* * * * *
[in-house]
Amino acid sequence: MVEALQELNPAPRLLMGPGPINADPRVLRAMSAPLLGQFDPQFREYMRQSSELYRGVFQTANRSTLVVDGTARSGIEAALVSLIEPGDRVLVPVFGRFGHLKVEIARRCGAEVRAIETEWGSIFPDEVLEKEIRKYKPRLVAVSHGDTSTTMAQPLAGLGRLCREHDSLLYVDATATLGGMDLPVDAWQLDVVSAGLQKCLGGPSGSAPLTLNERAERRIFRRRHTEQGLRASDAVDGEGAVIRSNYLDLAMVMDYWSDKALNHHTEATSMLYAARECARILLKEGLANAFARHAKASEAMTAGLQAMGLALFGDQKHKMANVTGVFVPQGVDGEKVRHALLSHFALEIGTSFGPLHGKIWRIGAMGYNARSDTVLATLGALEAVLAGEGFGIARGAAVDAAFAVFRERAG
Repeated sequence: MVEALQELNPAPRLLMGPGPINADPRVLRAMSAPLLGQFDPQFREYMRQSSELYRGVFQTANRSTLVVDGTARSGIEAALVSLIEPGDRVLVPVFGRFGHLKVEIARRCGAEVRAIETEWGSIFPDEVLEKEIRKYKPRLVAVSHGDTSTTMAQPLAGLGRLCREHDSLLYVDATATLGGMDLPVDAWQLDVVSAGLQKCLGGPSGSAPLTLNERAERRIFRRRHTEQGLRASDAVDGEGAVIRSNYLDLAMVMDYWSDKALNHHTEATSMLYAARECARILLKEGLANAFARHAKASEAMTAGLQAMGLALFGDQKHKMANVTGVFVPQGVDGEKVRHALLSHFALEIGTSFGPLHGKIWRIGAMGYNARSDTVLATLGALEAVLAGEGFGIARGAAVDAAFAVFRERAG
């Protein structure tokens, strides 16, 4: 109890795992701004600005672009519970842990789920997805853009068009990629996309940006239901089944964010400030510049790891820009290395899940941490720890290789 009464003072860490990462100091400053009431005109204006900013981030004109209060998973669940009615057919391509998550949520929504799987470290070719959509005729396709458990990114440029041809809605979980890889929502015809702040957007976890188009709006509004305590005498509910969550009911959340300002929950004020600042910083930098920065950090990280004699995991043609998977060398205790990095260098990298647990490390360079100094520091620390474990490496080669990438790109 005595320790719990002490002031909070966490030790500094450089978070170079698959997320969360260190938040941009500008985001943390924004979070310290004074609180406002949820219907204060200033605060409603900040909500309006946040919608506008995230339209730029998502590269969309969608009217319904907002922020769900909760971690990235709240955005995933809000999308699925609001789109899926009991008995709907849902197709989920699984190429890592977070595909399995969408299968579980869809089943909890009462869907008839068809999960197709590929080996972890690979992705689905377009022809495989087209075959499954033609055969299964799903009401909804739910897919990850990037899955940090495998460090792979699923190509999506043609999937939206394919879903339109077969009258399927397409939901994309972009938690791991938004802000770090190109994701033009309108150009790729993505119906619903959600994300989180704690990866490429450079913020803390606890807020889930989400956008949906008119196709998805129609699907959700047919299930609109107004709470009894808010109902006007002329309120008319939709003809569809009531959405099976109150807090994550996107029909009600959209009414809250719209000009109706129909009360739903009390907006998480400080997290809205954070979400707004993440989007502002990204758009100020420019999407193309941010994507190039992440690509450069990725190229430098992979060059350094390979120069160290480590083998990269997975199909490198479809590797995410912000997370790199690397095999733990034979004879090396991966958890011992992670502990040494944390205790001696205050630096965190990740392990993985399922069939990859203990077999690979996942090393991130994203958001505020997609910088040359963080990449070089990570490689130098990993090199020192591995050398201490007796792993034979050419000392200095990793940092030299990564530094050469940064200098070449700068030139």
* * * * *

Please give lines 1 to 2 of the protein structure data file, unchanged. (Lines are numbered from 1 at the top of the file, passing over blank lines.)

[in-house]
Amino acid sequence: MVEALQELNPAPRLLMGPGPINADPRVLRAMSAPLLGQFDPQFREYMRQSSELYRGVFQTANRSTLVVDGTARSGIEAALVSLIEPGDRVLVPVFGRFGHLKVEIARRCGAEVRAIETEWGSIFPDEVLEKEIRKYKPRLVAVSHGDTSTTMAQPLAGLGRLCREHDSLLYVDATATLGGMDLPVDAWQLDVVSAGLQKCLGGPSGSAPLTLNERAERRIFRRRHTEQGLRASDAVDGEGAVIRSNYLDLAMVMDYWSDKALNHHTEATSMLYAARECARILLKEGLANAFARHAKASEAMTAGLQAMGLALFGDQKHKMANVTGVFVPQGVDGEKVRHALLSHFALEIGTSFGPLHGKIWRIGAMGYNARSDTVLATLGALEAVLAGEGFGIARGAAVDAAFAVFRERAG